Engineering solution for magnetic materials to significantly decrease costs of MRI research


Project leader Yevgeny Gorelikov conducts laboratory tests of a magnet sample for an MRI scanner. Credit: The National University of Science and Technology MISIS

Researchers from the NUST MISIS Engineering Center for Industrial Technologies have developed an innovative technology for the production of magnetic materials and permanent magnets at a reduced cost. This engineering solution will allow scientists to produce affordable and efficient domestic magnetic resonance imaging (MRI) devices for wide use in public health clinics. According to the developers’ estimates, it will reduce the cost of analysis with new MRI technology by half.


Magnetic resonance imaging is one of the most effective diagnostic methods in modern medicine. The diagnosis of cancer, multiple sclerosis, and musculoskeletal diseases in their early stages are all done with the help of MRI machines.

Due to its technical nature, an MRI machine can have ultraweak, weak, medium, strong, and superstrong magnetic fields. The highest quality pictures are taken by using superconducting magnetic systems generating very strong magnetic fields. However, MRI machines based on superconducting magnets provide the highest image resolution, although these machines are difficult to make and expensive to operate. That is why the procedures are generally inaccessible to most patients—it’s simply too expensive for the clinic or hospital to use the machine.

When considering the savings gained from using the new MRI machines, most small clinics and private-practice doctors will prefer these cheaper, low- MRI machines, which cover the overwhelming majority of most common diagnostic tests. Large hospitals, especially those interested in local spectroscopy and research in the field of functional tomography, will retain their interest in machines with stronger magnetic fields, but they will also buy scanners with weak and medium-sized fields as second and third installations for mass screening.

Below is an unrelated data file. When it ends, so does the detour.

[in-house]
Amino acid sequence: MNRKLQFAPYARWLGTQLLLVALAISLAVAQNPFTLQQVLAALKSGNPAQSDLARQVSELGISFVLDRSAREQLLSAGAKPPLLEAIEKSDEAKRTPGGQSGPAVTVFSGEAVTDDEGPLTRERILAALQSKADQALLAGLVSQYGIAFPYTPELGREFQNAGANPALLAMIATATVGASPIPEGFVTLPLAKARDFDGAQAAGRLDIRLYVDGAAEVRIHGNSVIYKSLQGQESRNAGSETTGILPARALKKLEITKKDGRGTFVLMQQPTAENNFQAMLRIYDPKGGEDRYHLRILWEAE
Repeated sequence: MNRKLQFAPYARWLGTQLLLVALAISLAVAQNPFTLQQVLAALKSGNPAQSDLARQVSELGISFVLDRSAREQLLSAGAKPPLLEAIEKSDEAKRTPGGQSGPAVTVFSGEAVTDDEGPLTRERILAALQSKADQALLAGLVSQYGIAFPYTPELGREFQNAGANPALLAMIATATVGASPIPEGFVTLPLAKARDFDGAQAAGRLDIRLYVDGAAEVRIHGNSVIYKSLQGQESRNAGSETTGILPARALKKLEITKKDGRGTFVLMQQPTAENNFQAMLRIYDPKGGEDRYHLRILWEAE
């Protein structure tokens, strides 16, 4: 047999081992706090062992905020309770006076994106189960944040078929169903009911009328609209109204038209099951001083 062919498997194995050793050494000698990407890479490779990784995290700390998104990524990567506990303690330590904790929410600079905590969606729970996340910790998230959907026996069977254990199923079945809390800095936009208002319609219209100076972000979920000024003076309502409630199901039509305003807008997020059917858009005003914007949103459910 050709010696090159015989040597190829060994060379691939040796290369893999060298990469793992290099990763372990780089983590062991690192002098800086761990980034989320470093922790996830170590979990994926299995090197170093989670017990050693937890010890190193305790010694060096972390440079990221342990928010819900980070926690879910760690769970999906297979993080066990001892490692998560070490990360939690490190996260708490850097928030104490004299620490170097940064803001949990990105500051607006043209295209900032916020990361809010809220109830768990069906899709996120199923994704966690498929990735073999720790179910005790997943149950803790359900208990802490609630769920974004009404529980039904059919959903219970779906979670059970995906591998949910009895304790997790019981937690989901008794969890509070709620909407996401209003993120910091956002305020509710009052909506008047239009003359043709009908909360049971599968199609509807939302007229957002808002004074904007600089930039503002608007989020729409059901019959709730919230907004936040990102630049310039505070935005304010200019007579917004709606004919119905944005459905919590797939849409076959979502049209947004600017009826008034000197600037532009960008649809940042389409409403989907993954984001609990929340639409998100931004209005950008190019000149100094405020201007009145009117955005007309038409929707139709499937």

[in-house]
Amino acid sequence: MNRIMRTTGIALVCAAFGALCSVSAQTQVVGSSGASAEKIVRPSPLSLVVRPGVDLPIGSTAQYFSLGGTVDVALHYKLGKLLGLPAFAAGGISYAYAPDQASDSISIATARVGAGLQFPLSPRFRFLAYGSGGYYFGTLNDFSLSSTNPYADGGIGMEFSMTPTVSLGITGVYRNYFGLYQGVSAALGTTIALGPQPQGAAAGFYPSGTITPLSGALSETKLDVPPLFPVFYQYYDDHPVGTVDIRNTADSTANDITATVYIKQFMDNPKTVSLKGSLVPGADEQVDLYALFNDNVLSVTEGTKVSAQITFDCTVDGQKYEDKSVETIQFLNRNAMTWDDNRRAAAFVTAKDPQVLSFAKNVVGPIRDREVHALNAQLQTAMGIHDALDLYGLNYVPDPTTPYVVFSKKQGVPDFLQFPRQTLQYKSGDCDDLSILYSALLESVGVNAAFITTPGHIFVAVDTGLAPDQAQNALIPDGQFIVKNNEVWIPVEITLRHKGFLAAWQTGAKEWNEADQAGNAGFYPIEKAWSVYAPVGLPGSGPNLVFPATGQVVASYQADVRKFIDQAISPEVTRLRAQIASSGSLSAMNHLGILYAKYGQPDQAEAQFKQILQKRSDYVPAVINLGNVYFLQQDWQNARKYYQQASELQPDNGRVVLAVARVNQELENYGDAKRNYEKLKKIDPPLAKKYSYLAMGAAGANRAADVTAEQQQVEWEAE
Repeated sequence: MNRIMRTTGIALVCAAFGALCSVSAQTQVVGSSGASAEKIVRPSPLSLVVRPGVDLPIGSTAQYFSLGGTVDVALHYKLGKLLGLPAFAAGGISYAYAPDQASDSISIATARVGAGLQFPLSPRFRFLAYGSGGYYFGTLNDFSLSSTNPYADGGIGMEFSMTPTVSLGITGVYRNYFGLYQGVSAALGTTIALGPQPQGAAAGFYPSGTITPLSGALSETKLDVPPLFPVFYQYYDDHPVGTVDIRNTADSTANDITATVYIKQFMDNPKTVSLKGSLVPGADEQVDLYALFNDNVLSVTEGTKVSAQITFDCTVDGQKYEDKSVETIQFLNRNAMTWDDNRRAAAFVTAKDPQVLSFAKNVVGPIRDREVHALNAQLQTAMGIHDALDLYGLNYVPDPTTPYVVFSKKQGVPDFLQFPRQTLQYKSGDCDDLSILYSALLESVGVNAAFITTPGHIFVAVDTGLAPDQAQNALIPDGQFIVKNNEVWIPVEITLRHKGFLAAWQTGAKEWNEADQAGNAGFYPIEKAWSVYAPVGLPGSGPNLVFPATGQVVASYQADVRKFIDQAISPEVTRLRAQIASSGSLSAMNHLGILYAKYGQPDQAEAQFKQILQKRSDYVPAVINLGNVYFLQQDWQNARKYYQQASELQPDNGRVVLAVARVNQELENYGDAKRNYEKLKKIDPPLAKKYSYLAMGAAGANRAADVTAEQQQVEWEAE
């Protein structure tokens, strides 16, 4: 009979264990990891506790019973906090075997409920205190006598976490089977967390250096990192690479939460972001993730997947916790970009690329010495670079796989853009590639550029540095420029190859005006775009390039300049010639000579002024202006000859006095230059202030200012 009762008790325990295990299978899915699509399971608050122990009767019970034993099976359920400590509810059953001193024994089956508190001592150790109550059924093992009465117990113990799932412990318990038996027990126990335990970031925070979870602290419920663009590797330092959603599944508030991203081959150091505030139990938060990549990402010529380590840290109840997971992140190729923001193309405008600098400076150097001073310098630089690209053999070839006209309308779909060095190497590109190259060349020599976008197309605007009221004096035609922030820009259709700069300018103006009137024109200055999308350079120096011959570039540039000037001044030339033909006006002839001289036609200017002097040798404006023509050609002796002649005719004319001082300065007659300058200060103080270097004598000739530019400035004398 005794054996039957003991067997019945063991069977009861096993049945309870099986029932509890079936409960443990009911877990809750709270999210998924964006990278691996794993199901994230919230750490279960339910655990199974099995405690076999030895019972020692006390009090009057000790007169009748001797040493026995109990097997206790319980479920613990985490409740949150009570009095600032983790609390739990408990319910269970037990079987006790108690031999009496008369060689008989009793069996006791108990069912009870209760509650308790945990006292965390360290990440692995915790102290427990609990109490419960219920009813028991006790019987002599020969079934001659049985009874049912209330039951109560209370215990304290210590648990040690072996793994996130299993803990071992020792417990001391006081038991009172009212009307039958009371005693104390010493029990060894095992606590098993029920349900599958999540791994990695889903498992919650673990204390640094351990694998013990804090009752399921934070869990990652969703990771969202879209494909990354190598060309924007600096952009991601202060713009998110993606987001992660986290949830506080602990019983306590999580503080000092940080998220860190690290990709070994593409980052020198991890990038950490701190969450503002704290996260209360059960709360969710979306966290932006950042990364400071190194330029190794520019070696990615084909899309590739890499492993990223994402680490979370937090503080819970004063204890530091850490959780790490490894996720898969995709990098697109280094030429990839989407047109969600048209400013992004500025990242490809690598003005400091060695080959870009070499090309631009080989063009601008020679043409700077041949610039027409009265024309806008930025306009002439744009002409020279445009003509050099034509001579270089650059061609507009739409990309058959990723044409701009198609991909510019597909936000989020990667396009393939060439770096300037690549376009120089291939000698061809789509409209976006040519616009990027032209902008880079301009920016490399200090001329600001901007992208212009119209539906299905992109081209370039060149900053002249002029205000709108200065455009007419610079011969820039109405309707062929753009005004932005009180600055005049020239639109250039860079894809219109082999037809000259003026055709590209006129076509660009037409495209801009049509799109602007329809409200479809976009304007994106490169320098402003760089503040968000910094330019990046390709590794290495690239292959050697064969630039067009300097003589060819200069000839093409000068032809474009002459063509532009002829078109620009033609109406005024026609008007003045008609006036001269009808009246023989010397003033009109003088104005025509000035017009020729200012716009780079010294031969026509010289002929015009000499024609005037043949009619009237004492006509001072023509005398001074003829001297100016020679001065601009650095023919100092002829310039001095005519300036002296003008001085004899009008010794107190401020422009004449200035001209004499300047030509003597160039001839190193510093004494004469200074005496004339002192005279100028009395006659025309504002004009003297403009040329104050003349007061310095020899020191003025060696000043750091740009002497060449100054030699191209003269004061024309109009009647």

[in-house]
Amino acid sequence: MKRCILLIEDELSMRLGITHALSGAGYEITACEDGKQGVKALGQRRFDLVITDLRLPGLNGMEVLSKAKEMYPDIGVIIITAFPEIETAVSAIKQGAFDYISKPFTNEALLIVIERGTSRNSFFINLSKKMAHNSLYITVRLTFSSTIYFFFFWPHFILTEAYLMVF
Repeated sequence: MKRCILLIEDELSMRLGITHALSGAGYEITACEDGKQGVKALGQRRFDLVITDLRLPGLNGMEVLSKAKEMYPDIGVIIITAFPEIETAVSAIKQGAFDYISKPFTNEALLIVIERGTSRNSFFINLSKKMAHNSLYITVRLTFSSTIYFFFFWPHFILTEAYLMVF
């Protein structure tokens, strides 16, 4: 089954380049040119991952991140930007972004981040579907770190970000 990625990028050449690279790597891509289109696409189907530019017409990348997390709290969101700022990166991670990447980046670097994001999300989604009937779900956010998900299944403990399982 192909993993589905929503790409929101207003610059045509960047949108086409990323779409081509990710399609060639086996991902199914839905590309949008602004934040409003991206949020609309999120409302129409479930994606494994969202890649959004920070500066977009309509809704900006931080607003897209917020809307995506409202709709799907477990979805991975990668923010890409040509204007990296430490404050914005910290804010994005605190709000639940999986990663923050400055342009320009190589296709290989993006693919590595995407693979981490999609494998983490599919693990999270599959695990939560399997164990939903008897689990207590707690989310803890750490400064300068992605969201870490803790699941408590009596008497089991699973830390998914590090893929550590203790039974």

NUST MISIS scientists have developed a prototype of an economically and environmentally friendly low-field prototype based on and components produced in Russia.

“We have developed an innovative technology for the production of low cost hard-magnetic materials and permanent magnets manufactured from alloys of rare, domestic earth metals and their compounds, including the ones obtained in the processing of industrial waste magnetic production. During the production of raw materials for permanent magnets we have managed to reduce their cost by 1.5 times through the use of industrial waste magnetic production and cheap alloys of rare earth metals. The use of new soft magnetic materials has allowed us to develop magnetic conductors for a magnetic system of the scanner with low loss while maintaining high values of magnetization saturation (more than 2 T). All this allowed us to design and reduce the weight of permanent magnets used in the design of magnetic systems by almost 30 percent, and thus to reduce the cost of the devices,” said Evgeny Gorelikov, the project head.

Cryogenic technologies are not required to run the new MRI machine. The power consumption of this unique scanner will be less than 1 kW, and may thus be powered with renewable energy sources such as solar panels and wind turbines. Currently, the Russian and foreign analogues of this newly developed magnetic system cost almost twice as much to implement into the medical field.

Given the fact that China is currently the world’s main producer of rare-earth metals and rare-earth , the use of domestic magnetic components gathered in the production of MRI gives Russia an alternative to imports.


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